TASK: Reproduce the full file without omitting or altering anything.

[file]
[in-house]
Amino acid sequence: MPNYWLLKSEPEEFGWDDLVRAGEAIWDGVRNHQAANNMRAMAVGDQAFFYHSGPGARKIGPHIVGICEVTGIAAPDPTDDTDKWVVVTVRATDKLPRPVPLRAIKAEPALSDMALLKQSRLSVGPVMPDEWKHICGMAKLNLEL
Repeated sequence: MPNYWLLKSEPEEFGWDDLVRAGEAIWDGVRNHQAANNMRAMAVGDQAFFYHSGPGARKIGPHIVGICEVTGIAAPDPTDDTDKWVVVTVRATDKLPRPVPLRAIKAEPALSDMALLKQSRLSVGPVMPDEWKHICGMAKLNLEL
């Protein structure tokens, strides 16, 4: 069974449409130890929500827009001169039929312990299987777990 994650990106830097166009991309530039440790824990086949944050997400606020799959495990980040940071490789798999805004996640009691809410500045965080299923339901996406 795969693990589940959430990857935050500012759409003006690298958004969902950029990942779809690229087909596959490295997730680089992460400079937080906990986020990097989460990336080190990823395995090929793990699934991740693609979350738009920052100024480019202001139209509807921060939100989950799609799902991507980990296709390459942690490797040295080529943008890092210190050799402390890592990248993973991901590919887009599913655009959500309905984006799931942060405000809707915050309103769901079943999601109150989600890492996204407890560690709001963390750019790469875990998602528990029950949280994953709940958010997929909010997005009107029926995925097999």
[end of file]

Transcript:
[in-house]
Amino acid sequence: MPNYWLLKSEPEEFGWDDLVRAGEAIWDGVRNHQAANNMRAMAVGDQAFFYHSGPGARKIGPHIVGICEVTGIAAPDPTDDTDKWVVVTVRATDKLPRPVPLRAIKAEPALSDMALLKQSRLSVGPVMPDEWKHICGMAKLNLEL
Repeated sequence: MPNYWLLKSEPEEFGWDDLVRAGEAIWDGVRNHQAANNMRAMAVGDQAFFYHSGPGARKIGPHIVGICEVTGIAAPDPTDDTDKWVVVTVRATDKLPRPVPLRAIKAEPALSDMALLKQSRLSVGPVMPDEWKHICGMAKLNLEL
């Protein structure tokens, strides 16, 4: 069974449409130890929500827009001169039929312990299987777990 994650990106830097166009991309530039440790824990086949944050997400606020799959495990980040940071490789798999805004996640009691809410500045965080299923339901996406 795969693990589940959430990857935050500012759409003006690298958004969902950029990942779809690229087909596959490295997730680089992460400079937080906990986020990097989460990336080190990823395995090929793990699934991740693609979350738009920052100024480019202001139209509807921060939100989950799609799902991507980990296709390459942690490797040295080529943008890092210190050799402390890592990248993973991901590919887009599913655009959500309905984006799931942060405000809707915050309103769901079943999601109150989600890492996204407890560690709001963390750019790469875990998602528990029950949280994953709940958010997929909010997005009107029926995925097999």